Date of Award

2021

Degree Type

Dissertation

Degree Name

Doctor of Philosophy (PhD)

Graduate Group

Nursing

First Advisor

Julie Fairman

Abstract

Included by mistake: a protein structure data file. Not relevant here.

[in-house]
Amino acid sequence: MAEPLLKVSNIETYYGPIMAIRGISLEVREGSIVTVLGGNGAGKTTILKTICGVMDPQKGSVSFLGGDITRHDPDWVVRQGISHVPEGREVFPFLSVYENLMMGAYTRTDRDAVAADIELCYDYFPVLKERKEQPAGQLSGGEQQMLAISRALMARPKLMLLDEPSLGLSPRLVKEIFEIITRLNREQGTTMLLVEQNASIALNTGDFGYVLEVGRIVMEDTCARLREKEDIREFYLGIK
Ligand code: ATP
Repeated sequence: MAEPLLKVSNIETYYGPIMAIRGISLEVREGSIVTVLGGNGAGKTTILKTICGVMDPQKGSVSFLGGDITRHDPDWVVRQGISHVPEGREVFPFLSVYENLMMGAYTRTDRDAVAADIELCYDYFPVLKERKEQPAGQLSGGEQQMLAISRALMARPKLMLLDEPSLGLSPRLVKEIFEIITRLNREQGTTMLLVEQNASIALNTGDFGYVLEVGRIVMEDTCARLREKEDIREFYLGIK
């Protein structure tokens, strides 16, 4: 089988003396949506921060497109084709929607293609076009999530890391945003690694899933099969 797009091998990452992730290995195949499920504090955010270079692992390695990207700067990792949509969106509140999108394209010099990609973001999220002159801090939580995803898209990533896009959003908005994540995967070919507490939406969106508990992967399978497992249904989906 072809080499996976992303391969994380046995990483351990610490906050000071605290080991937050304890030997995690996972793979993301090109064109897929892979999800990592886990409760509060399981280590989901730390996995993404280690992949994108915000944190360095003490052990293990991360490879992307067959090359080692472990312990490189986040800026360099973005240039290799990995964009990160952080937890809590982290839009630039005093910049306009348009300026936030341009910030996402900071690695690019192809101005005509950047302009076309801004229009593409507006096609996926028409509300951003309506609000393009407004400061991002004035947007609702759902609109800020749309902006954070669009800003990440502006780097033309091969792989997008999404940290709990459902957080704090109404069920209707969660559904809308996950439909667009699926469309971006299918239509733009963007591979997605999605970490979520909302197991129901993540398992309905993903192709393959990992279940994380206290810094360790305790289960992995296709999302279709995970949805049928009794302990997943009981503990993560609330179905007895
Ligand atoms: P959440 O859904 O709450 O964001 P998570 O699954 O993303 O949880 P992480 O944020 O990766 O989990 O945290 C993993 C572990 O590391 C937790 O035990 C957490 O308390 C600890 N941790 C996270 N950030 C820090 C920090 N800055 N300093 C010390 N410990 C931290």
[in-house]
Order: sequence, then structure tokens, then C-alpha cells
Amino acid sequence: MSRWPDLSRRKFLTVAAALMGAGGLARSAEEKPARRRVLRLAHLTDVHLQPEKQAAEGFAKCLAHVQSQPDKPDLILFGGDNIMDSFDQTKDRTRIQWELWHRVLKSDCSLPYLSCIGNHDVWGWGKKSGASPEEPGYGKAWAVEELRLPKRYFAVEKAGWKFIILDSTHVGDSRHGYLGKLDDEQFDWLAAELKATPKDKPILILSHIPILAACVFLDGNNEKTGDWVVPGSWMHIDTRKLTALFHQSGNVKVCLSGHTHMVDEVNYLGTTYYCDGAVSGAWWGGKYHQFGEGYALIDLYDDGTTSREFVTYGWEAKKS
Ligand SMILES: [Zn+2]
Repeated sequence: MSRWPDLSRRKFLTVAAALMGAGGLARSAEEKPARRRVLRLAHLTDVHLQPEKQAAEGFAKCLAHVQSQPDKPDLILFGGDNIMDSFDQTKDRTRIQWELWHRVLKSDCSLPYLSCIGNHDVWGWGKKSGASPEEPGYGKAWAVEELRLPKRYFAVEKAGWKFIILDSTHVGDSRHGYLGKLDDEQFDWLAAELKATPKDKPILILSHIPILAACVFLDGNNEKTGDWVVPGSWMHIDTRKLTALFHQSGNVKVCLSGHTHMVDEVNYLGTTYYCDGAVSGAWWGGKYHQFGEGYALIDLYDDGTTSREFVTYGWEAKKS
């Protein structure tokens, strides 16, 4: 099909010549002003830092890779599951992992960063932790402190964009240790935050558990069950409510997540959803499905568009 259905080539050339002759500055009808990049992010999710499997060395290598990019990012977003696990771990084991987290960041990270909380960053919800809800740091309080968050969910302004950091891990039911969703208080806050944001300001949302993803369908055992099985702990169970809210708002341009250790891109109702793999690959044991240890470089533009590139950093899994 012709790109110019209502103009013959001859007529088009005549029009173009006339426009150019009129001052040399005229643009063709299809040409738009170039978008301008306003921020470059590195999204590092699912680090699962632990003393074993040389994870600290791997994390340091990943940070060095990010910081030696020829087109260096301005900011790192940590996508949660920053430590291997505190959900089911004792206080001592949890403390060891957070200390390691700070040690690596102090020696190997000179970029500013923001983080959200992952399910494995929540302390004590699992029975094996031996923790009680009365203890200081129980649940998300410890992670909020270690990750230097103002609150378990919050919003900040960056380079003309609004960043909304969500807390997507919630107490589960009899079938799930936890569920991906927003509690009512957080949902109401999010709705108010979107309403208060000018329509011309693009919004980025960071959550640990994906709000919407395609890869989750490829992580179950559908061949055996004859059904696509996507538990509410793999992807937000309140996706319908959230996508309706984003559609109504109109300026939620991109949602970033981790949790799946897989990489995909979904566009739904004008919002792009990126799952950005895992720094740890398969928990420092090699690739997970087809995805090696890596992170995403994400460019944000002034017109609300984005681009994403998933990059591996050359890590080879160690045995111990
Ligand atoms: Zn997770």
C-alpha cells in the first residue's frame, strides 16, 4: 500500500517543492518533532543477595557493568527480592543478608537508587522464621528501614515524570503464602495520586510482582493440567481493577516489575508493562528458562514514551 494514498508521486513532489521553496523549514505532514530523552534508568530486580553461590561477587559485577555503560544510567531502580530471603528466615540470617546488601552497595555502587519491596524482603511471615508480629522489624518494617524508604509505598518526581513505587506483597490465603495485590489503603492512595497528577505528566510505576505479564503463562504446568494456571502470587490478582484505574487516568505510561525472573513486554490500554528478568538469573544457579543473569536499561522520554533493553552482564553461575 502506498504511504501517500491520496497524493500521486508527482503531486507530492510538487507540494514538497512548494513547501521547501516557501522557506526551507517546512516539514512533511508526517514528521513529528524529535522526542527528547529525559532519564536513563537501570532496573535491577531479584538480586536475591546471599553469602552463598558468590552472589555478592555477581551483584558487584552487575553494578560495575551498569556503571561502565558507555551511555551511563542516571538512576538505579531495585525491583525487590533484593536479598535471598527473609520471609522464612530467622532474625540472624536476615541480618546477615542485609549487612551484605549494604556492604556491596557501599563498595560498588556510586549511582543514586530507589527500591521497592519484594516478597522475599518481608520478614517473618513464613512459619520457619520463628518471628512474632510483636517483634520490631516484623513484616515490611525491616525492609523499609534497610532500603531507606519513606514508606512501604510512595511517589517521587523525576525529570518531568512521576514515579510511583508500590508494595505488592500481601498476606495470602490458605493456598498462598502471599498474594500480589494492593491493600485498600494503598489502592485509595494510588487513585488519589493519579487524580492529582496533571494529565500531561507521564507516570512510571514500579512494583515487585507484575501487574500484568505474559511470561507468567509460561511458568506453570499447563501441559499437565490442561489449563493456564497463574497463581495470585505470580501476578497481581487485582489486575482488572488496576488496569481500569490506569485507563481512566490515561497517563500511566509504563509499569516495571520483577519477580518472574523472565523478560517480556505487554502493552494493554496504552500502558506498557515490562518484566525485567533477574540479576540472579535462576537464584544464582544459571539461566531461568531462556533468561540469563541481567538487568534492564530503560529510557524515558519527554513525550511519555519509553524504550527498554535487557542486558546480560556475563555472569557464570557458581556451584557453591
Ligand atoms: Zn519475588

The mid-twentieth century marked a critical turning point in the history of race and American nursing. The political strategies traditionally employed by Black Americans for racial advancement and health improvement, particularly self-help and racial solidarity, gave way to new demands for equal citizenship rights. Black nurses were pioneers in the fight for racial equality in healthcare, battling interlocking racial, gender, and class oppression. Their quest for inclusion and equal opportunity intensified during World War II and culminated in their integration into the American Nurses Association in 1948, and the subsequent dissolution of their separate professional organization, the National Association of Colored Graduate Nurses, three years later. Yet, little is known about the professional development of Black nurses during the classical civil rights era. Using oral history and archival methodologies, this study draws on the experiences of women who trained and worked at Mercy-Douglass Hospital School of Nursing in Philadelphia, Pennsylvania to address this gaping silence in the literature. Established in 1948, Mercy-Douglass provided vital medical services to the city’s expanding Black population, and was a key site for the training, employment, and leadership development of Black nurses and doctors who were barred from white institutions. The study’s findings revealed that Black nurses’ struggle for racial equality was more complicated than simply being integrated into the mainstream of nursing. It also entailed a battle to safeguard and integrate their own educational and medical institutions. In the end, Black-run nursing schools like Mercy-Douglass acted as a life vest during the turbulent period of desegregation, keeping the professional Black nursing class afloat until the system of legalized racial segregation and inequality was dismantled. This research has important implications for understanding the persistence of racism in nursing education, research, and practice in the United States, as well as strategies for combating it.

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